The Jokers 

CenterREP paints a portrait of Neil Simon and Co. as young humorists.

Before he made a name for himself as the leading purveyor of the scripts beloved by community theater groups, Neil Simon was a junior joke writer on Sid Caesar's seminal Your Show of Shows, the granddaddy of TV variety and sketch comedy shows. A tender 25-year-old so shy he would whisper his ideas to co-worker Carl Reiner (who would then offer them aloud for Caesar's approval), Simon was surrounded by the writers who would shape television and film comedy for decades to come. Larry Gelbart would go on to co-write the nonmusical parts of A Funny Thing Happened on the Way to the Forum, the movie Tootsie, and the TV series M*A*S*H. Mel Tolkin wrote 36 episodes of All in the Family. Mel Brooks would, of course, go on to be Mel Brooks. The story of what it was like being surrounded by such influential maniacs is Laughter on the 23rd Floor, now playing at CenterREP.

There's not much of a plot, per se. But while most workplaces offer up intrigues aplenty, how many offer a story easily told in two acts? Caesar (here, "Max Prince") and his writers battle deadlines, the network, and each other. Somehow no blood is shed, even if Caesar/Max (a near-rabid Andrew Hurteau) does some serious property damage. "We were just a bunch of very gifted, neurotic young Jews punching our brains out," Gelbart says in his memoir, and it shows; between eating bagels and tossing each other's shoes out the window, the characters talk politics and psychoanalysis, hot topics in the early '50s.

There's something that just doesn't jell in the first act, even with Barbara Damashek directing a reliable cast (especially using T. Edward Webster, the Mel Brooks character, in an unusual way). Simon has his stand-in Lucas narrating, which feels contrived, and the kid playing him lacks the magnetism of his castmates, making the moments where he explains things to the audience leaden. Happily, the second act is much better than the first. The pace picks up, the situations get more absurd, there's a near-strangling, and the tension builds with the news that someone may get fired. There's also a great bit where we see the characters actually doing some work, with Hurteau showing off a brilliant Brando as the writers spoof the movie Julius Caesar.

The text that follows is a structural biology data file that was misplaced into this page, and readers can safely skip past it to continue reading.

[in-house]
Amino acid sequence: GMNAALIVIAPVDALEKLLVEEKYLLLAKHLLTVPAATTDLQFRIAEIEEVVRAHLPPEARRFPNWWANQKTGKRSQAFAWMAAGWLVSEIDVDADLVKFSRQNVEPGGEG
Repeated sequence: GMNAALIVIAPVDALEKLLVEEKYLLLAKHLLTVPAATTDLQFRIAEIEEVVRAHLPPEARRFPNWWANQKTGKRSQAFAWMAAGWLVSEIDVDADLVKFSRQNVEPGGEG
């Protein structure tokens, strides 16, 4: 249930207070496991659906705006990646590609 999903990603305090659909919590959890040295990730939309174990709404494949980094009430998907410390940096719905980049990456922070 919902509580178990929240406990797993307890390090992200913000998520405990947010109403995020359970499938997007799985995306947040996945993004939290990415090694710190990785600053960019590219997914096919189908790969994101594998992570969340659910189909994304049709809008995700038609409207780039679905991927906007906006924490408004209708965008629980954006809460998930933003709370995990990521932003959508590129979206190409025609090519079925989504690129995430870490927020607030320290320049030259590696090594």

The humor is very Jewish and very East Coast, sarcastic and one-liner heavy: "All humor is based on hostility," one of the Writing Room old-timers explains. The amount of cussing in this play might surprise Simon fans. "I used to speak demurely," the show's one female writer says of her life before joining the staff. "If I were in Rome, I would speak Italian. I'm here, so I speak 'fuck.'"

But this isn't just a look at how neurotic funny people are, or vice versa. There is a political undercurrent to this story, which takes place in the same milieu as Good Night, and Good Luck, the movie about Edward R. Murrow battling Joseph McCarthy. The achromatic set and costumes even look like Good Night, which was shot in black and white. Laughter is also a document of a time when a debate was raging over the intersection of patriotism and free expression, a debate Caesar's writers were scrupulously trying to keep off the air in a bid to keep their jobs. Watch Laughter in that light, while trying to figure out which character represents which real-life writer, and it's much more interesting.


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